Sporting content places the heaviest demands on mobile networks and as such, requires special attention with the help of machine learning, said EE. Speaking to Smart Chimps in Barcelona at Mobile World Congress, Matt Stagg, head of mobile video and content at BT-owned mobile operator EE, stated that while sport events drive high consumption of mobile data content, because of the fact people want to view them live they are also the most complex to manage from the perspective of a mobile network operator.
Stagg commented: “Now we’re part of BT, we’ve got BT Sport, and sport is the most demanding of contents to have on your network. It’s live and it’s peak traffic. I always say, if you can get sport looking perfect, you can get everything else looking perfect.”
On the age-old fear held my many mobile operators since the advent of content on mobile networks, that they will become nothing more than a ‘dumb pipe’ shifting content from providers to end users and adding little more, Stagg stated: “If you want to be the best, you’ve got to be a smart pipe. That means analytics, machine learning; taking the tons of data we generate and mining it.”
EE is using mined data intelligently, particularly in the field of sport. It needs to keep its network working fast and efficiently for its subscribers. Stagg commented: “We use a machine learning company to find out what football matches cause peak traffic. If you’re a sports fan, you want to be there in the stadium, or if you can’t be there you want to be in front of a big screen, or otherwise you’ll watch it anyway you can. We can predict user behaviour and address pain points before they arrive, and can do innovation on products and know it’s going to work. When the analytics show there’s going to be a boost in traffic, we turn on LTE Broadcast, which is an overlay on the network.”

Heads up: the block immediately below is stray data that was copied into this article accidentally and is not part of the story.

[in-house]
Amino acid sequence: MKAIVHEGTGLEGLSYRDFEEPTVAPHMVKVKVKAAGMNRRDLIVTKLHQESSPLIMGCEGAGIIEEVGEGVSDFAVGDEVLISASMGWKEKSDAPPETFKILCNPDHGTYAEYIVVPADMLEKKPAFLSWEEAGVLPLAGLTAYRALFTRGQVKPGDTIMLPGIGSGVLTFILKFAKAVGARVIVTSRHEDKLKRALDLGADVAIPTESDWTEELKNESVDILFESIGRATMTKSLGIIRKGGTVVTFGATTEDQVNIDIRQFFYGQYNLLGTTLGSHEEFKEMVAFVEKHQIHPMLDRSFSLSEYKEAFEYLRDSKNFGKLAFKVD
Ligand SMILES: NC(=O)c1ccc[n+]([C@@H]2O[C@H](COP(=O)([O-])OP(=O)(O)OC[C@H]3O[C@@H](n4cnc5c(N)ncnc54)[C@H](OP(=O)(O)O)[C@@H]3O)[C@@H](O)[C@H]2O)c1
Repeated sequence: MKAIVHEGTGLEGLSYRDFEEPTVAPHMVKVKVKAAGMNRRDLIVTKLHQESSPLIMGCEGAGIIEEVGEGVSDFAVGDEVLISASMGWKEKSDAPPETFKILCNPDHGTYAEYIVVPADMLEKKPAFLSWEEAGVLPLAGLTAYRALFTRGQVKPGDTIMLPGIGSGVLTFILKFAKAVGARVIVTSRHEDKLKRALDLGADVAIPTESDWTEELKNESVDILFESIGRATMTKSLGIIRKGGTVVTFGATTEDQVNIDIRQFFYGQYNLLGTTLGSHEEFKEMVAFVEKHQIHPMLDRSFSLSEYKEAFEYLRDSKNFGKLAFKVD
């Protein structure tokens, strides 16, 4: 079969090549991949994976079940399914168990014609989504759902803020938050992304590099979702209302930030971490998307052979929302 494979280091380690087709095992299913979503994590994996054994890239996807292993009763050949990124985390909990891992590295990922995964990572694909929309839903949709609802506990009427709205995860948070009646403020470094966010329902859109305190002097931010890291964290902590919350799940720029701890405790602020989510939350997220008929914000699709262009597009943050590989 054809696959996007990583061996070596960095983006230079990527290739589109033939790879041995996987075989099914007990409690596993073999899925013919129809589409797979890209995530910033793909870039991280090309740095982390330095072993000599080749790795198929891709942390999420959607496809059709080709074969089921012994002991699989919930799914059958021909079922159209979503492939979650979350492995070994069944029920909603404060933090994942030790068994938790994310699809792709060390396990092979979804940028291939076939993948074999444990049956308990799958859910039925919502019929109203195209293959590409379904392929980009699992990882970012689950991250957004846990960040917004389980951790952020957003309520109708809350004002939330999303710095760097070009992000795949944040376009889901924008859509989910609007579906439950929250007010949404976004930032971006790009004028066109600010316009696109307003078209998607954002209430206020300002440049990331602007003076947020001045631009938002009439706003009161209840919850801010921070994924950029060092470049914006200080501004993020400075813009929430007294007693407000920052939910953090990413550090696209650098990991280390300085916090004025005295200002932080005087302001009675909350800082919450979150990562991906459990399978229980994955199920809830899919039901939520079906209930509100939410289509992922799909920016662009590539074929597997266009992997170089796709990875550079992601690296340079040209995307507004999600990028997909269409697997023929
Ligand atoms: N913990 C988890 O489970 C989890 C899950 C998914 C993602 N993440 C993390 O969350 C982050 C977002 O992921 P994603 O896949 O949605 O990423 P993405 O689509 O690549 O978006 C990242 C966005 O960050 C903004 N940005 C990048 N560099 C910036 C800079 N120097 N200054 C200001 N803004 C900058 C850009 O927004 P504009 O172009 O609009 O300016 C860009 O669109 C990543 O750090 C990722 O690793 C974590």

EE is currently running trials on the use of HDR to broadcast live sporting events over its network.
When it launched its 4G network, companies from the mobile network operator space, content providers, and broadcasters worked in silos, Stagg added. This caused problems in interoperability, and so EE decided to open up its roadmap to share with partners across the broadcast spectrum, including Telstra and public broadcasters such as the BBC, plus the likes of YouTube, to ensure that all technologies work together.
He explained: “Fragmentation doesn’t help anybody; it breaks. We share analytics with our partners and vice versa, correlating data under NDA so all can share our roadmaps. We also develop with main content providers – we do a lot with the BBC and YouTube, working on new content and doing joint trials.”
“Mobile operators used to be very closed, and lots of people are still. When we decided to open up the doors, people were saying back then “OTT operators are on our network,” and grumbling about it. We said “our customers pay and they want to watch that content, and if that’s what they want, we’ll provide them with the best experience”.”
He added: “We made an effort very early on with content. People were trying to dabble with content on 3G. Screens were getting bigger, user-generated content was increasing, and we saw that rise and launched our 4G network. However that turned us into a video distribution network; we moved from a comms network where you could send messages and maybe catch a bit of YouTube of the wind was blowing in the right direction, to a full video distribution network overnight. Already our network is filled with over 50% video traffic, and by 2020 we expect that to be 75%.”